The usual end of year listmania has begun, and I also like to join in, but with a focus on Aussie book lists. This year, I’m starting with the Aussie books subset of the books recommended on ABC’s Bookshelf program. Recommenders, in addition to the show’s presenters, Kate Evans and Cassie McCullough, were Stephen Romei, Literary Editor of The Australian; David Gaunt, independent bookseller of Sydney’s Gleebooks; and Michaela Kalowski, interviewer and moderator for writers and ideas festivals and local libraries. To see the full list of books they recommended, check out their page or, even better, listen to the program (accessible on that page). Do listen to the program if you have time, as they discuss issues like books that are hard to sell (and why) and liking (or not) books that are grim or too close to the bone.
Books from around the world were mentioned, but of course there was an emphasis on Aussie books, and that’s what I’m focusing on here. I like that this list roams across genre (including historical fiction, crime and sci-fi/fantasy) and to some degree across time (including books not out until next year. That’s prescient of them!)
Here are the Aussie books mentioned, separated into fiction and nonfiction, and ordered alphabetically by author.
Fiction (and poetry)
- J.M. Coetzee, The death of Jesus: novel, coming in May 2020
- Trent Dalton, Boy swallows universe: novel, my review (Also recommended was Dalton’s second novel, All our shimmering skies, coming in June 2020.)
- Garry Disher, Peace: crime fiction
- Lexi Freiman, Inappropriation: novel
- Chris Hammer, The Martin Scarsden series: crime fiction series
- Kathryn Hind, Hitch: novel
- Toni Jordan, The fragments: historical fiction, Lisa’s review
- Leah Kaminsky, The hollow bones: novel, Theresa’s review
- Paul Kane, A passing bell: Ghazals for Tina: poetry (by an American poet who spends half his time in Australia)
- Amie Kaufman and Jay Kristoff, Aurora rising: YA sci-fi/fantasy novel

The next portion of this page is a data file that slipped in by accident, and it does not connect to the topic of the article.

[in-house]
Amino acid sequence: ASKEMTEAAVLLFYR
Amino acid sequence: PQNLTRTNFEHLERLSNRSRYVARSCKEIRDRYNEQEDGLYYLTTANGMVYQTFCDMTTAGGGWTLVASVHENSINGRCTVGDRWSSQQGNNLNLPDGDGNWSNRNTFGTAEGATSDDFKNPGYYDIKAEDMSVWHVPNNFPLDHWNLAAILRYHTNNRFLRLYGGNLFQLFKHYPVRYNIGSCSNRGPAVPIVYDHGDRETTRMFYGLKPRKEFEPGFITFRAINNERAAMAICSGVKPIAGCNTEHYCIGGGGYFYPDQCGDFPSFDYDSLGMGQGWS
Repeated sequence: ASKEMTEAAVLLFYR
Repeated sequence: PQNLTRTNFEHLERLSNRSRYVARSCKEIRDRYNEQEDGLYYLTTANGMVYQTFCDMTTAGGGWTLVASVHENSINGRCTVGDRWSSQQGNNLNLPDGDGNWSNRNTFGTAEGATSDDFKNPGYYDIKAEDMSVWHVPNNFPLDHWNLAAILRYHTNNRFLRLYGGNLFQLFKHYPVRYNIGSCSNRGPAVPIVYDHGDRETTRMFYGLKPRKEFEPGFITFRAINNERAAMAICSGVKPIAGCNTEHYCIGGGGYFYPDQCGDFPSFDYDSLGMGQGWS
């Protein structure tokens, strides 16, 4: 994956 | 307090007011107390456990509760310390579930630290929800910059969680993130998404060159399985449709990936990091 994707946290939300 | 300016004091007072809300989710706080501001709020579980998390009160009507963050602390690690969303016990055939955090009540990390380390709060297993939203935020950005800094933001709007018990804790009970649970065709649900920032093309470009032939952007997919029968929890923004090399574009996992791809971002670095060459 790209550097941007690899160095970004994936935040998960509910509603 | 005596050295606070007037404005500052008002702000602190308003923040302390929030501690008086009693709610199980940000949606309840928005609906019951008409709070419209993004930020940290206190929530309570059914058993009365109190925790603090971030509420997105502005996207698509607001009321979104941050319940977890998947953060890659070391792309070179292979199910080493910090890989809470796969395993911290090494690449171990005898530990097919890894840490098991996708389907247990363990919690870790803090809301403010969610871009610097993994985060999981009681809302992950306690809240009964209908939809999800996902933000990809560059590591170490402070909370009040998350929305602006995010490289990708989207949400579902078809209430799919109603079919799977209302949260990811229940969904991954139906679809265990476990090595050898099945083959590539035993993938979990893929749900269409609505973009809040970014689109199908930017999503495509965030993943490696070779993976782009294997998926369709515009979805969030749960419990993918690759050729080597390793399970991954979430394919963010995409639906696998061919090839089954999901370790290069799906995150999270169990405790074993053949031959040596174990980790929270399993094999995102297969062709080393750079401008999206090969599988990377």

- Melissa Lucashenko, Too much lip: novel, 2019 Miles Franklin Award winner, my review
- Roslyn McFarland, All the lives we’ve lived: novel
- Adrian McKinty, The chain, of The Sean Duffy series (Irish really, but lives – or has lived – in Australia, and has won the Ned Kelly Award more than once): crime fiction
- David Malouf, Ransom: novel, my review
- Heather Rose, Bruny: novel, on my TBR, Lisa’s and Bill’s reviews
- Dominic Smith, The electric hotel: novel, Australian-born but now US-based, my review
- Ilka Tampke, Songwoman: novel, 2019 MUBA winner, Lisa’s review
- Peter Temple, works: crime fiction, my review of Truth, his 2010 Miles Franklin Award winner
- Lucy Treloar, Wolfe Island: novel, Lisa’s review
- Christos Tsiolkas, Damascus: historical fiction, on my TBR
- Rohan Wilson, Daughter of bad times: speculative fiction, Lisa’s review
- Rohan Wilson, The roving party: historical fiction, winner of NSW Premier’s Literary prize, Lisa’s review
- Tara June Winch, The Yield: novel, on my TBR, Lisa’s review
- Charlotte Wood, The natural way of things: novel, 2016 Stella Prize winner, my review
- Charlotte Wood, The weekend : novel, on my TBR, Lisa’s review
- Meera Atkinson, Traumata: creative nonfiction/part memoir
- Trent Dalton, By sea and stars: nonfiction
- Helen Garner, Yellow notebook: Diaries Volume I 1978–1987: non-fiction, on my TBR
- Katharine Murphy, On disruption: essay
- Cathy Perkins, The shelf life of Zora Cross: biography, on my TBR
This is a lot of books, and there was a good number of non-Australian books mentioned too, many of which I’d love to read, so the program covered a lot of reading in an hour!
By the way, if you really, really, really love end-of-year book lists, you need go no further than Kate’s (booksaremyfavouriteandbest) blog post, Best Books of 2019 – A List of Lists. She will keep adding to it as more lists appear!
Do you use these lists to direct your own reading or – as I suspect many listmakers hope – to help with your gift-shopping?